Lagged-Average Predictions of Tropical Cyclone Tracks

Russell L. Elsberry Department of Meteorology, Naval Postgraduate School, Monterey, California

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Paul H. Dobos Department of Meteorology, Naval Postgraduate School, Monterey, California

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A. Ben Bacon Department of Meteorology, Naval Postgraduate School, Monterey, California

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Abstract

The lagged-average technique of combining a set of forecasts verifying at the same time is applied to tropical cyclone track prediction. Only a 3% improvement is achieved when the 24-b one-way tropical cyclone model (OTCM) forecasts are combined with unmodified track predictions verifying at t + 24 h. After statistically modifying the previous OTCM forecasts to take into account more recent information, the mean errors of the 24-h lagged-average forecast are reduced by 15% compared to the original 24-h OTCM.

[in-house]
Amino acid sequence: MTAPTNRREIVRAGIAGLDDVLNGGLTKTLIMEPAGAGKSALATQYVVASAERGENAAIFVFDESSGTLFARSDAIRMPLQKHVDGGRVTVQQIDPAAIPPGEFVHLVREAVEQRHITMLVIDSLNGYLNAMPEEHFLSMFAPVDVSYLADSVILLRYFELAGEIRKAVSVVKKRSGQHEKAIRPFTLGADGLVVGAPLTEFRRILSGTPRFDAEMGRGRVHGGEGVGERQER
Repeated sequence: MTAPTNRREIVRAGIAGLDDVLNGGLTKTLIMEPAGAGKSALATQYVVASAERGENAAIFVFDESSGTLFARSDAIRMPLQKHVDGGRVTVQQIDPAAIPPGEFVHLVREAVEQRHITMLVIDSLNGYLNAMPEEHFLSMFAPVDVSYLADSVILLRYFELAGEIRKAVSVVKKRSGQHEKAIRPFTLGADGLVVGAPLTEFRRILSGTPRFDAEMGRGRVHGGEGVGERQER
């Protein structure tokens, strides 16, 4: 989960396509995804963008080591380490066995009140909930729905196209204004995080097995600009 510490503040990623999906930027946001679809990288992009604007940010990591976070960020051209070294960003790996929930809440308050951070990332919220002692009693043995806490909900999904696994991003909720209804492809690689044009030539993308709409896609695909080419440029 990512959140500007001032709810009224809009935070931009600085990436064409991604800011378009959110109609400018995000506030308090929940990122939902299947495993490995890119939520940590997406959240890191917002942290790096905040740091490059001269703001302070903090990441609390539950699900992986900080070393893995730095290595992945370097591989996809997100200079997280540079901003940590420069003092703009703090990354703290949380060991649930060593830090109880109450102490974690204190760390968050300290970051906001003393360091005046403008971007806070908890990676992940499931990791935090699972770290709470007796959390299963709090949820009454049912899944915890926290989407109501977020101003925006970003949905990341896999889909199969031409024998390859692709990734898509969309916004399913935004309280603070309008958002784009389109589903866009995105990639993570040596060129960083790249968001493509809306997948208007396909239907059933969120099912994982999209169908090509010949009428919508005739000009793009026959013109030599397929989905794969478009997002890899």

The departure of the 24-h OTCM forecast from the modified lagged-average forecast appears to be a useful predictor of whether the 24-h forecast errors will be below average, average, or above average. Thus, the lagged-average forecast approach appears to be useful for tropical cyclone track prediction.

Abstract

The lagged-average technique of combining a set of forecasts verifying at the same time is applied to tropical cyclone track prediction. Only a 3% improvement is achieved when the 24-b one-way tropical cyclone model (OTCM) forecasts are combined with unmodified track predictions verifying at t + 24 h. After statistically modifying the previous OTCM forecasts to take into account more recent information, the mean errors of the 24-h lagged-average forecast are reduced by 15% compared to the original 24-h OTCM.

The departure of the 24-h OTCM forecast from the modified lagged-average forecast appears to be a useful predictor of whether the 24-h forecast errors will be below average, average, or above average. Thus, the lagged-average forecast approach appears to be useful for tropical cyclone track prediction.

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